(a) the right of the individual to life, liberty, security of the person and enjoyment of property, and the right not to be deprived thereof except by due process of law;

As far as I know, the Canadian Bill of Rights is still Law - as it Legislation, I think it only pertains to Federal laws (thus forms of eminent domain would not be applicable to it if it were enacted by a municipal or provincial government).   As well, I am not to sure if the Bill of Rights in Entrenched or not.

Either way, I think that the Constitution needs to make a fundamental recognition of property rights.


"Overall it appears that much of the apparent complexity of modern war stems in practice from the self-imposed complexity of modern HQs" LCol J.P. Storr

Offline Zip

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Re: We aren't the only ones with problems....
« Reply #10 on: June 23, 2005, 21:55:30 »
http://laws.justice.gc.ca/en/C-12.3/28981.html

As far as I know, the Canadian Bill of Rights is still Law - as it Legislation, I think it only pertains to Federal laws (thus forms of eminent domain would not be applicable to it if it were enacted by a municipal or provincial government).   As well, I am not to sure if the Bill of Rights in Entrenched or not.

Either way, I think that the Constitution needs to make a fundamental recognition of property rights.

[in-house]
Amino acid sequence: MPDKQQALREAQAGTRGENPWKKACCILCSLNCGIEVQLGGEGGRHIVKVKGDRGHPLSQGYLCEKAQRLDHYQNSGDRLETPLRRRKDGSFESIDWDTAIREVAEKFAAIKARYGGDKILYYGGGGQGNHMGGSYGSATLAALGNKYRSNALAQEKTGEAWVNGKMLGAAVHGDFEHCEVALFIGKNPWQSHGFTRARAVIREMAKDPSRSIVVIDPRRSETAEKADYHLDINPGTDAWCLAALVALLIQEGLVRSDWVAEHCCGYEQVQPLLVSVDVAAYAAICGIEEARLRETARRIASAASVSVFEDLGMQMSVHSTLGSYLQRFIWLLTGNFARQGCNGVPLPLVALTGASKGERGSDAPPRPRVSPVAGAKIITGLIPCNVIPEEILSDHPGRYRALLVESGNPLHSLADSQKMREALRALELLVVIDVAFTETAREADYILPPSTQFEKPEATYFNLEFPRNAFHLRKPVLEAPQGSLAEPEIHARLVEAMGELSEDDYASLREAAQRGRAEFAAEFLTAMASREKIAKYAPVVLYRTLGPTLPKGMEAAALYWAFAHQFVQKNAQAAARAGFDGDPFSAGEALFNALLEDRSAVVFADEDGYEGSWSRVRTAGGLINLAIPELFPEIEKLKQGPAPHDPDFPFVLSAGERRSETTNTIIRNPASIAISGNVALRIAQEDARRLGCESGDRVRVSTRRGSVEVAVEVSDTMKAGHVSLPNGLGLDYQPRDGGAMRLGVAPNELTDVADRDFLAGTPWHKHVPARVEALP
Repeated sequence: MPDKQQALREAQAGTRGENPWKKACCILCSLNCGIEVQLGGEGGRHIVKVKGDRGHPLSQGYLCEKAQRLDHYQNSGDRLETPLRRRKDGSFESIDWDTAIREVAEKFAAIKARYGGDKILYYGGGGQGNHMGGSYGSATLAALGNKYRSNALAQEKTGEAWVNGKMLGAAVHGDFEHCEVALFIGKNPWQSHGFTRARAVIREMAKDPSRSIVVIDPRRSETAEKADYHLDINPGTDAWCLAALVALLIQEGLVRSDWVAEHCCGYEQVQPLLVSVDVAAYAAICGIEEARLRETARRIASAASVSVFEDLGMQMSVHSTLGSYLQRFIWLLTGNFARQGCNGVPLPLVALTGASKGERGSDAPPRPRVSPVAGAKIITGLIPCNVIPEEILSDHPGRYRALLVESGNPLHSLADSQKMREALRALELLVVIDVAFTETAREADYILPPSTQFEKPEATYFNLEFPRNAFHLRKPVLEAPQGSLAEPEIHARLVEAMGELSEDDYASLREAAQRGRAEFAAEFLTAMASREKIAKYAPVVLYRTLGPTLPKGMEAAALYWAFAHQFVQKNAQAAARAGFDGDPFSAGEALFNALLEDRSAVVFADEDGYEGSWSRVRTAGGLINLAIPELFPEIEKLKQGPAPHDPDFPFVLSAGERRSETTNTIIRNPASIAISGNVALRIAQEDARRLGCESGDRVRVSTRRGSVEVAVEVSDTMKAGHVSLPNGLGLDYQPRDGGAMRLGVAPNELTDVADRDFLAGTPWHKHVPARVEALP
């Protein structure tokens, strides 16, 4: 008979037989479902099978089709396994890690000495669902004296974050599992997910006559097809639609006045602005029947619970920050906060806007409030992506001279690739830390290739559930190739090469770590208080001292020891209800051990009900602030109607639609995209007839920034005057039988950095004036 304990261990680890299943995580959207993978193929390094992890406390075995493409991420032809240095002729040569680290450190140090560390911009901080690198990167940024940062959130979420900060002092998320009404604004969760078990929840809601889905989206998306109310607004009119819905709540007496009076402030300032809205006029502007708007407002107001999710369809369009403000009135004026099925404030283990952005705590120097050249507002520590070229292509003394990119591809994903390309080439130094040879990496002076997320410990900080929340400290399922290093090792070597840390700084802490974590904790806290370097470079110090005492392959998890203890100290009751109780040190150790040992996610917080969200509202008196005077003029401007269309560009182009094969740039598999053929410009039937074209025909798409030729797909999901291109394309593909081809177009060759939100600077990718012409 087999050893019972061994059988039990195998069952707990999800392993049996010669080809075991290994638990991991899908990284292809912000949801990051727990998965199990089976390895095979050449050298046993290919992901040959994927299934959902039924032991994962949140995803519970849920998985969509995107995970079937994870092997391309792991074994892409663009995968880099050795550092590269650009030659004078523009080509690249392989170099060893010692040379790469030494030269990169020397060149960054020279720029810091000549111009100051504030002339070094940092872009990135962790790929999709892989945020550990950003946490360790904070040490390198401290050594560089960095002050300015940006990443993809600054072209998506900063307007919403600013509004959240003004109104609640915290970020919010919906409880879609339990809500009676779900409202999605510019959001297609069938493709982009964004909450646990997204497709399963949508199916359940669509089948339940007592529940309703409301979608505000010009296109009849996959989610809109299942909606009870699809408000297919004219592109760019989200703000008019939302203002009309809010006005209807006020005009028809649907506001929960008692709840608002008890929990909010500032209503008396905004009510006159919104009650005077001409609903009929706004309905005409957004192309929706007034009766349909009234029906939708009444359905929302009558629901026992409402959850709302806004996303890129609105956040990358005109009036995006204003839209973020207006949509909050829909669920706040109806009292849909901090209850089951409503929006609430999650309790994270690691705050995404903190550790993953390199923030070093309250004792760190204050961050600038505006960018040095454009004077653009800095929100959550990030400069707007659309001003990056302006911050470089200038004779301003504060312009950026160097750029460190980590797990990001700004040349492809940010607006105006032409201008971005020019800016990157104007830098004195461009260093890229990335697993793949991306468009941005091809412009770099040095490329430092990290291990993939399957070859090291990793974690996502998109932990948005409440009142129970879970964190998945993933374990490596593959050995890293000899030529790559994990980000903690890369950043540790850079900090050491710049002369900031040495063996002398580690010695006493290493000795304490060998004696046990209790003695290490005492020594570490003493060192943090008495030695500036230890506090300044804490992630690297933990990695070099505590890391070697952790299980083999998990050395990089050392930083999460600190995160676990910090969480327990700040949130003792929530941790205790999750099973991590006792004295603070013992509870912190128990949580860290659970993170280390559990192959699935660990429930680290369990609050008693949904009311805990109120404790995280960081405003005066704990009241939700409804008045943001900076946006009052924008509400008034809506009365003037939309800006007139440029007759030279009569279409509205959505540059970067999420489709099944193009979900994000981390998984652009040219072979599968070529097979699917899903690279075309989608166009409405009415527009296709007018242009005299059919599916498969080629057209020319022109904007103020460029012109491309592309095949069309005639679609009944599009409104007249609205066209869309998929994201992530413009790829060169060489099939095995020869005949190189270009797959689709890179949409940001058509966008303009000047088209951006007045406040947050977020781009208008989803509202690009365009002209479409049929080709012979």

Infanteer, you are right about this as the Law has not been repealed.

From the Constitution:
Quote
Continuance of existing Laws, Courts, Officers, etc. 

129.  Except as otherwise provided by this Act, all Laws in force in Canada, Nova Scotia, or New Brunswick at the Union, and all Courts of Civil and Criminal Jurisdiction, and all legal Commissions, Powers, and Authorities, and all Officers, Judicial, Administrative, and Ministerial, existing therein at the Union, shall continue in Ontario, Quebec, Nova Scotia, and New Brunswick respectively, as if the Union had not been made; subject nevertheless (except with respect to such as are enacted by or exist under Acts of the Parliament of Great Britain or of the Parliament of the United Kingdom of Great Britain and Ireland), to be repealed, abolished, or altered by the Parliament of Canada, or by the Legislature of the respective Province, according to the Authority of the Parliament or of that Legislature under this Act.
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Offline jmacleod

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Re: We aren't the only ones with problems....
« Reply #11 on: June 24, 2005, 07:17:12 »